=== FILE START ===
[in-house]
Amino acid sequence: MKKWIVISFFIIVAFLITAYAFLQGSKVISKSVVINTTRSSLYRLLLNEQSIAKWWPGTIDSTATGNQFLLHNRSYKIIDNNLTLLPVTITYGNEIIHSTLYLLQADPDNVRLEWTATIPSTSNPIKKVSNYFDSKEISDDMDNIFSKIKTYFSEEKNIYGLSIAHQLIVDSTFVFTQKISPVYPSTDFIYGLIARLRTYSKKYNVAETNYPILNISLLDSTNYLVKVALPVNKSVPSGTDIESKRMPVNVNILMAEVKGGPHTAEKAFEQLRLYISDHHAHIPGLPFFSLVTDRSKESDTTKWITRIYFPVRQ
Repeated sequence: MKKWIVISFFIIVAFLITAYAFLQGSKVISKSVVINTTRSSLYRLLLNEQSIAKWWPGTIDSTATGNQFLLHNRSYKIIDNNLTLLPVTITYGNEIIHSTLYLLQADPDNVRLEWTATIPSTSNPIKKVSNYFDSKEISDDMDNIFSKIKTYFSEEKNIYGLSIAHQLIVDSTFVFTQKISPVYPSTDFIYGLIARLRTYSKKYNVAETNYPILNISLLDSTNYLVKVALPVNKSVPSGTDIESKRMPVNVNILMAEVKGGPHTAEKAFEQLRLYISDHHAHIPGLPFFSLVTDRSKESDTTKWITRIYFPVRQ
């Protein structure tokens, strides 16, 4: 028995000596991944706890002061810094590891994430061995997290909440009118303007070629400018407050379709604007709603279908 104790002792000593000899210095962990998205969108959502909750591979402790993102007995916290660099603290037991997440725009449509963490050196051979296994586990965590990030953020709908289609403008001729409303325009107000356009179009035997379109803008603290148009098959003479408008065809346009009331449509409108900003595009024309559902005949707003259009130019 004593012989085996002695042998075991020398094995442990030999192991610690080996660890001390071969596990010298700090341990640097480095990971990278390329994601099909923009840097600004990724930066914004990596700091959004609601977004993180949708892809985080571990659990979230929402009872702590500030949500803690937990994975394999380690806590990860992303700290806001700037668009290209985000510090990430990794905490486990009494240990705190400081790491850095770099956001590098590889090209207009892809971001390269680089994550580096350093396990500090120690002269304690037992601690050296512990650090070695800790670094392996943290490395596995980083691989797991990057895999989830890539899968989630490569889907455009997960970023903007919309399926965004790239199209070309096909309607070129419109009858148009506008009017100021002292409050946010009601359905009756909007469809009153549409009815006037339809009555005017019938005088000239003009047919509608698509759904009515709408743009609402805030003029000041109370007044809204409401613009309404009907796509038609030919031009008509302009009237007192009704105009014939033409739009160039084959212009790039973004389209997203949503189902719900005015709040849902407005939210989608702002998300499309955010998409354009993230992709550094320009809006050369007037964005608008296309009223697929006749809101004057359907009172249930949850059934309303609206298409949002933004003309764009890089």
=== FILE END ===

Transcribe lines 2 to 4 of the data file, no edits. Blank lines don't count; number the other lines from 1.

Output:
Amino acid sequence: MKKWIVISFFIIVAFLITAYAFLQGSKVISKSVVINTTRSSLYRLLLNEQSIAKWWPGTIDSTATGNQFLLHNRSYKIIDNNLTLLPVTITYGNEIIHSTLYLLQADPDNVRLEWTATIPSTSNPIKKVSNYFDSKEISDDMDNIFSKIKTYFSEEKNIYGLSIAHQLIVDSTFVFTQKISPVYPSTDFIYGLIARLRTYSKKYNVAETNYPILNISLLDSTNYLVKVALPVNKSVPSGTDIESKRMPVNVNILMAEVKGGPHTAEKAFEQLRLYISDHHAHIPGLPFFSLVTDRSKESDTTKWITRIYFPVRQ
Repeated sequence: MKKWIVISFFIIVAFLITAYAFLQGSKVISKSVVINTTRSSLYRLLLNEQSIAKWWPGTIDSTATGNQFLLHNRSYKIIDNNLTLLPVTITYGNEIIHSTLYLLQADPDNVRLEWTATIPSTSNPIKKVSNYFDSKEISDDMDNIFSKIKTYFSEEKNIYGLSIAHQLIVDSTFVFTQKISPVYPSTDFIYGLIARLRTYSKKYNVAETNYPILNISLLDSTNYLVKVALPVNKSVPSGTDIESKRMPVNVNILMAEVKGGPHTAEKAFEQLRLYISDHHAHIPGLPFFSLVTDRSKESDTTKWITRIYFPVRQ
């Protein structure tokens, strides 16, 4: 028995000596991944706890002061810094590891994430061995997290909440009118303007070629400018407050379709604007709603279908 104790002792000593000899210095962990998205969108959502909750591979402790993102007995916290660099603290037991997440725009449509963490050196051979296994586990965590990030953020709908289609403008001729409303325009107000356009179009035997379109803008603290148009098959003479408008065809346009009331449509409108900003595009024309559902005949707003259009130019 004593012989085996002695042998075991020398094995442990030999192991610690080996660890001390071969596990010298700090341990640097480095990971990278390329994601099909923009840097600004990724930066914004990596700091959004609601977004993180949708892809985080571990659990979230929402009872702590500030949500803690937990994975394999380690806590990860992303700290806001700037668009290209985000510090990430990794905490486990009494240990705190400081790491850095770099956001590098590889090209207009892809971001390269680089994550580096350093396990500090120690002269304690037992601690050296512990650090070695800790670094392996943290490395596995980083691989797991990057895999989830890539899968989630490569889907455009997960970023903007919309399926965004790239199209070309096909309607070129419109009858148009506008009017100021002292409050946010009601359905009756909007469809009153549409009815006037339809009555005017019938005088000239003009047919509608698509759904009515709408743009609402805030003029000041109370007044809204409401613009309404009907796509038609030919031009008509302009009237007192009704105009014939033409739009160039084959212009790039973004389209997203949503189902719900005015709040849902407005939210989608702002998300499309955010998409354009993230992709550094320009809006050369007037964005608008296309009223697929006749809101004057359907009172249930949850059934309303609206298409949002933004003309764009890089």